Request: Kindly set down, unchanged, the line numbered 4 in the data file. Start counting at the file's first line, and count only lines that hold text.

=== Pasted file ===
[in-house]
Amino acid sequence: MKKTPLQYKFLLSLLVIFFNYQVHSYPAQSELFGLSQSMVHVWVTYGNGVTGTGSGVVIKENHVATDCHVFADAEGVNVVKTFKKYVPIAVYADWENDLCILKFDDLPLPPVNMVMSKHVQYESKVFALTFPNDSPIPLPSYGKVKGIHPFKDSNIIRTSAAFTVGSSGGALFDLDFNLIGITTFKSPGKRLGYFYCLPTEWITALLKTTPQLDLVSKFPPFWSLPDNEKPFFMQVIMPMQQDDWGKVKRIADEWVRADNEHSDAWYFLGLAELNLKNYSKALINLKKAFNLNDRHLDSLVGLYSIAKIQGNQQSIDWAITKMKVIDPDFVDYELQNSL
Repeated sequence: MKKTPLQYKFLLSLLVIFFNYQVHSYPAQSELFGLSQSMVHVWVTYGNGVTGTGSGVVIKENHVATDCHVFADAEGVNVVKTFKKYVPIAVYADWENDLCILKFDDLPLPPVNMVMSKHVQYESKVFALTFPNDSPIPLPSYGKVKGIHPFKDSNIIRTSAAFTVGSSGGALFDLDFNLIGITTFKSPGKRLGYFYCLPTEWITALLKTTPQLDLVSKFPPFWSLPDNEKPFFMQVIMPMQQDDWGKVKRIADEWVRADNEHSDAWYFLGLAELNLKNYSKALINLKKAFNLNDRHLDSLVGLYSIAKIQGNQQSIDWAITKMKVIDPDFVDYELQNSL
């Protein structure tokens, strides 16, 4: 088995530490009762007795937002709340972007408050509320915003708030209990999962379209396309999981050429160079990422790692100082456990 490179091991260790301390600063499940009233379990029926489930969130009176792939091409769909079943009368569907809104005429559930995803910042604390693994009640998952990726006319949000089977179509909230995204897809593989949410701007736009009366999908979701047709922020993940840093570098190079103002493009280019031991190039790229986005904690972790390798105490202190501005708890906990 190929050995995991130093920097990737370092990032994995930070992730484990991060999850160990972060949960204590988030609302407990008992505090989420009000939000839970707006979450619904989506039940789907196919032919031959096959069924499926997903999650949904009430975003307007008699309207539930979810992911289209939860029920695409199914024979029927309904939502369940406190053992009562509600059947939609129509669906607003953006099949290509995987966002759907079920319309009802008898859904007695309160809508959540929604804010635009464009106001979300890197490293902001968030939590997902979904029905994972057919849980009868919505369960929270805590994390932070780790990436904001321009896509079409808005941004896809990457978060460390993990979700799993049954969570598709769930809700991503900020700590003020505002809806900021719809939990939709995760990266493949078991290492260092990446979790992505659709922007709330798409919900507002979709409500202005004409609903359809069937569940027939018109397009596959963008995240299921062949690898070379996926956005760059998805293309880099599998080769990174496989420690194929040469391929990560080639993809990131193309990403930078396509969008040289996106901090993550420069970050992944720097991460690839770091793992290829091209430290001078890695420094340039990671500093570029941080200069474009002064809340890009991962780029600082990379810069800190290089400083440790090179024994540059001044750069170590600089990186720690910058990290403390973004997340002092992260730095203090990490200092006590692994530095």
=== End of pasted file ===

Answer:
């Protein structure tokens, strides 16, 4: 088995530490009762007795937002709340972007408050509320915003708030209990999962379209396309999981050429160079990422790692100082456990 490179091991260790301390600063499940009233379990029926489930969130009176792939091409769909079943009368569907809104005429559930995803910042604390693994009640998952990726006319949000089977179509909230995204897809593989949410701007736009009366999908979701047709922020993940840093570098190079103002493009280019031991190039790229986005904690972790390798105490202190501005708890906990 190929050995995991130093920097990737370092990032994995930070992730484990991060999850160990972060949960204590988030609302407990008992505090989420009000939000839970707006979450619904989506039940789907196919032919031959096959069924499926997903999650949904009430975003307007008699309207539930979810992911289209939860029920695409199914024979029927309904939502369940406190053992009562509600059947939609129509669906607003953006099949290509995987966002759907079920319309009802008898859904007695309160809508959540929604804010635009464009106001979300890197490293902001968030939590997902979904029905994972057919849980009868919505369960929270805590994390932070780790990436904001321009896509079409808005941004896809990457978060460390993990979700799993049954969570598709769930809700991503900020700590003020505002809806900021719809939990939709995760990266493949078991290492260092990446979790992505659709922007709330798409919900507002979709409500202005004409609903359809069937569940027939018109397009596959963008995240299921062949690898070379996926956005760059998805293309880099599998080769990174496989420690194929040469391929990560080639993809990131193309990403930078396509969008040289996106901090993550420069970050992944720097991460690839770091793992290829091209430290001078890695420094340039990671500093570029941080200069474009002064809340890009991962780029600082990379810069800190290089400083440790090179024994540059001044750069170590600089990186720690910058990290403390973004997340002092992260730095203090990490200092006590692994530095």